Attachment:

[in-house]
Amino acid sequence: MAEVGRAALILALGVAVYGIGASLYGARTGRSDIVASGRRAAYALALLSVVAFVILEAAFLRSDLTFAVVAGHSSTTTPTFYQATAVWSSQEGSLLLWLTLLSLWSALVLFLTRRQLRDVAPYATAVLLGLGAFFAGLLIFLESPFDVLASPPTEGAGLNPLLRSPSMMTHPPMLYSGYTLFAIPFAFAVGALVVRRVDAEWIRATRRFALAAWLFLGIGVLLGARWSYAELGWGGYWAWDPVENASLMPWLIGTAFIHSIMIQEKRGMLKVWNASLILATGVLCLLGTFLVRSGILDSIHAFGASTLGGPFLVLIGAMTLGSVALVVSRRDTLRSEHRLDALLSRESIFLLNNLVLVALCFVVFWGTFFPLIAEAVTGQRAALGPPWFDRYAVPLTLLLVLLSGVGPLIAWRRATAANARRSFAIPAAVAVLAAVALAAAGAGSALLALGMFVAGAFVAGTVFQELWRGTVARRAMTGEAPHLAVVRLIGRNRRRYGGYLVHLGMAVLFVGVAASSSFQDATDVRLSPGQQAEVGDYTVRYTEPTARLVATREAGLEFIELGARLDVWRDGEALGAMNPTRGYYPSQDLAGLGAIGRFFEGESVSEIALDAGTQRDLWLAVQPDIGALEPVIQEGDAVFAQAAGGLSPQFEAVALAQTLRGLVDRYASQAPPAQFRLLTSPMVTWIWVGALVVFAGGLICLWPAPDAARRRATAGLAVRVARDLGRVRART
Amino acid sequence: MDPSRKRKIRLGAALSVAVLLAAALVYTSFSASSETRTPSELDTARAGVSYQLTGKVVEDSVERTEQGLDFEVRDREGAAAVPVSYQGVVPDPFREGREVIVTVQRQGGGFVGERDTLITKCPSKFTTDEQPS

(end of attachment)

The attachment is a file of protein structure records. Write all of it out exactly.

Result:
[in-house]
Amino acid sequence: MAEVGRAALILALGVAVYGIGASLYGARTGRSDIVASGRRAAYALALLSVVAFVILEAAFLRSDLTFAVVAGHSSTTTPTFYQATAVWSSQEGSLLLWLTLLSLWSALVLFLTRRQLRDVAPYATAVLLGLGAFFAGLLIFLESPFDVLASPPTEGAGLNPLLRSPSMMTHPPMLYSGYTLFAIPFAFAVGALVVRRVDAEWIRATRRFALAAWLFLGIGVLLGARWSYAELGWGGYWAWDPVENASLMPWLIGTAFIHSIMIQEKRGMLKVWNASLILATGVLCLLGTFLVRSGILDSIHAFGASTLGGPFLVLIGAMTLGSVALVVSRRDTLRSEHRLDALLSRESIFLLNNLVLVALCFVVFWGTFFPLIAEAVTGQRAALGPPWFDRYAVPLTLLLVLLSGVGPLIAWRRATAANARRSFAIPAAVAVLAAVALAAAGAGSALLALGMFVAGAFVAGTVFQELWRGTVARRAMTGEAPHLAVVRLIGRNRRRYGGYLVHLGMAVLFVGVAASSSFQDATDVRLSPGQQAEVGDYTVRYTEPTARLVATREAGLEFIELGARLDVWRDGEALGAMNPTRGYYPSQDLAGLGAIGRFFEGESVSEIALDAGTQRDLWLAVQPDIGALEPVIQEGDAVFAQAAGGLSPQFEAVALAQTLRGLVDRYASQAPPAQFRLLTSPMVTWIWVGALVVFAGGLICLWPAPDAARRRATAGLAVRVARDLGRVRART
Amino acid sequence: MDPSRKRKIRLGAALSVAVLLAAALVYTSFSASSETRTPSELDTARAGVSYQLTGKVVEDSVERTEQGLDFEVRDREGAAAVPVSYQGVVPDPFREGREVIVTVQRQGGGFVGERDTLITKCPSKFTTDEQPS